Bridgewater Commemorates Martin Luther King Jr. Day with March

Students, Faculty, and Community Members Participate

Alexander Naupari, Staff Writer

Bridgewater, Va – On Monday, Jan. 20, Bridgewater College celebrated Martin Luther King Jr. Day with a march that started after some speeches were given by members of the community at Oakdale Park. According to Student Life, nearly 500 people participated in the march, while temperatures were around 20 degrees. 

When asked why she came to support the event in person despite the harsh conditions, Bridgewater College student Lindsay Olzawski said “I consider standing up for civil rights as one of the most important things to me and Martin Luther as someone who showed his dedication to that cause is really important for even as us students to remember and try to do the same.” 

Jamie Frueh, the director of the Center for Engaged Learning, who was there to march, commented about the things that made him most respect King which included “his ability to persuade those who did not necessarily respect him in a respectful manner.” Frueh went on to say that even though it was a personal issue for King, he never reduced his rebuttals to personal insults which is something that Frueh wishes would be emulated more in contemporary dialogue. 

The event officially started off when the master of ceremonies DeAndre Powell introduced the first speaker, Bridgewater Town Manager Jay Liton. Liton covered for the Mayor Ted Flory who was unable to attend. Liton mentioned the Town of Bridgewater’s slogan, “inter se succurrimus” which translated from Latin means “enriching each other,” which, he said, is something town officials try to embody every day.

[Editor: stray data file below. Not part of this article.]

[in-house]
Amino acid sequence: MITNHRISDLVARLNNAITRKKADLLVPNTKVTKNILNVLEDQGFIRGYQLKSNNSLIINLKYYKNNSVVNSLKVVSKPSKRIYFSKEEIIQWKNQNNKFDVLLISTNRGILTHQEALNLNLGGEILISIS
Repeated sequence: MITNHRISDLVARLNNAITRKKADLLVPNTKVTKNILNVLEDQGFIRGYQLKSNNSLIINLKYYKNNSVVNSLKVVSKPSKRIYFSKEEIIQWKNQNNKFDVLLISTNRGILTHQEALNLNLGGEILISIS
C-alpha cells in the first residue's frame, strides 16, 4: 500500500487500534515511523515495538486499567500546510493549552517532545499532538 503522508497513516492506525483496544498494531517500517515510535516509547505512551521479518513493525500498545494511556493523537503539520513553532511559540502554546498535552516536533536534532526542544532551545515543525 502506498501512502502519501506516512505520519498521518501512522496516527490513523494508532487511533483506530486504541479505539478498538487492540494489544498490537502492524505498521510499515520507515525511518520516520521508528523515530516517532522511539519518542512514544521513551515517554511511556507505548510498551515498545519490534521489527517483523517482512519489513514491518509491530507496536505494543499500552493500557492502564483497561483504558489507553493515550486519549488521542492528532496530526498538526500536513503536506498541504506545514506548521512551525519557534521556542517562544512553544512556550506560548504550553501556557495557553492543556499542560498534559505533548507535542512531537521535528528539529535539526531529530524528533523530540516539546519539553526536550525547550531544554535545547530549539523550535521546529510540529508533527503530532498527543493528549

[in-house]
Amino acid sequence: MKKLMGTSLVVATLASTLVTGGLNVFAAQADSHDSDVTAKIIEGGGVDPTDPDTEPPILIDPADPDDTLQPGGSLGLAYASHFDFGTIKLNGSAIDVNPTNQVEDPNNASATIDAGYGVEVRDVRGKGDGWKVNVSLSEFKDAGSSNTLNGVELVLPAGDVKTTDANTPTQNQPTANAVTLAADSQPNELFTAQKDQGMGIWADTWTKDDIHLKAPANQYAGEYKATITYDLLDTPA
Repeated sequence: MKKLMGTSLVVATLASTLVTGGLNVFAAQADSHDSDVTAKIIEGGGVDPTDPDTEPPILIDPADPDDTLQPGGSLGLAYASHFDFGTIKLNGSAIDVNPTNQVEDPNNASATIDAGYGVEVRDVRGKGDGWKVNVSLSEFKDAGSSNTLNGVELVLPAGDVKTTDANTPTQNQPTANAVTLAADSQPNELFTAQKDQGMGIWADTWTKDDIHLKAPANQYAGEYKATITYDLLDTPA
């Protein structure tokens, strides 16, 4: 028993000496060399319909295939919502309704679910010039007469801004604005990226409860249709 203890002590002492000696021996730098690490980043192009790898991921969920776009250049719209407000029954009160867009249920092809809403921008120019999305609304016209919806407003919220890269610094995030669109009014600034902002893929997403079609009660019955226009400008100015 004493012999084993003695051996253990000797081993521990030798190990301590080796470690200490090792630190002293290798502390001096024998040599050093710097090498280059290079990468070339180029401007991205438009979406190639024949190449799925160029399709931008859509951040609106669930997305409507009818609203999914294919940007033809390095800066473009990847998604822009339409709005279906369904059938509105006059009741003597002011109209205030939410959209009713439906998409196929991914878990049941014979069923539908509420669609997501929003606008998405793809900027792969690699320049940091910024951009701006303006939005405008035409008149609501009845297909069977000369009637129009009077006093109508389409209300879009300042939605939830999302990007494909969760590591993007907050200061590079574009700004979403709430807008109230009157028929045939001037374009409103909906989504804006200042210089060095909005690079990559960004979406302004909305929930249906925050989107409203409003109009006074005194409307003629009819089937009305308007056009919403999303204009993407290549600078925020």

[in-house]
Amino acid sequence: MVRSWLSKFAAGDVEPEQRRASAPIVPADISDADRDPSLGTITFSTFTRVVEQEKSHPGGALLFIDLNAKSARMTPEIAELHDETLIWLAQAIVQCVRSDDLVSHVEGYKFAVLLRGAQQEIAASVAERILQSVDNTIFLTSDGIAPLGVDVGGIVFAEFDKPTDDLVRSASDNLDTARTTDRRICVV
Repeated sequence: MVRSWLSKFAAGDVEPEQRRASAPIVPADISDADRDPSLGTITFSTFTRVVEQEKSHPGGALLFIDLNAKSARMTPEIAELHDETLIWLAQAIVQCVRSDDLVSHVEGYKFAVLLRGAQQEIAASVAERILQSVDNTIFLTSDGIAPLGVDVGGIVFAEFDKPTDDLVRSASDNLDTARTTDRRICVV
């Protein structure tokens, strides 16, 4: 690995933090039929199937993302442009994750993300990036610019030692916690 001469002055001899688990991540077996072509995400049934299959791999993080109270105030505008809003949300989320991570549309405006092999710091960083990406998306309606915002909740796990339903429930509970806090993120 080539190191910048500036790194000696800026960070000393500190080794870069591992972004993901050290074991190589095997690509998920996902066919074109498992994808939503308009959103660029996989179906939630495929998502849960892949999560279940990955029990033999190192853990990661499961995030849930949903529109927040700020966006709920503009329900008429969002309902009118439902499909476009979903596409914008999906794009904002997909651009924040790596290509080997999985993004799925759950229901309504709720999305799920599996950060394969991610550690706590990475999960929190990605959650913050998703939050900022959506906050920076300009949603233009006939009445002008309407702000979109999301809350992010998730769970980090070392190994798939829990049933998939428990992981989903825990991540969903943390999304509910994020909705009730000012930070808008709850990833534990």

Liton said this is due to their belief that in order to empower a community, the individuals within it need to be empowered regardless of race, sexual orientation, or some other immutable condition. After Liton’s comments, Powell introduced Bridgewater College Chaplain Robbie Miller. Miller’s speech revolved around King’s quote “If you can’t fly then run, if you can’t run then walk, if you can’t walk then crawl, but whatever you do you have to keep moving forward.” It was this quote to which Miller said Bridgewater’s culture actively promotes “moving forward” on fighting for racial equality and inclusiveness. 

After the Chaplain’s remarks, Powell introduced Bridgewater’s Black Student Association President, Adriana Hayes. Hayes said she encouraged different races to embrace each other as equals. Hayes warned about complacency in trying to achieve equality by quoting King: “Freedom is never voluntarily given by the oppressor; it must be demanded by the oppressed.” 

Hayes said that even though it may sometimes be difficult to fight for justice “we must be willing to march on forward.” 

Finally, Powell introduced Bridgewater College President David Bushman. During his address, Bushman mainly spoke of the ideals that Bridgewater College officially embraces in its “Statement of Institutional Values” which are “goodness,” “truth,” “beauty” and “harmony.” Bushman said the implementation of these values included embracing new ideas, educating the whole person intellectually, creatively, and spiritually and preparing students to be participants in a global society that respects the dignity of every person. 

After the speeches concluded, Powell directed Bridgewater’s cheerleading team to carry a Bridgewater College banner and lead the event participants back to campus with him. 

Local authority provided police vehicles and personnel to clear the roads for the march attendees to safely walk. The march itself was approximately a mile long and lasted for 20 minutes, ending at the Kline Campus Center.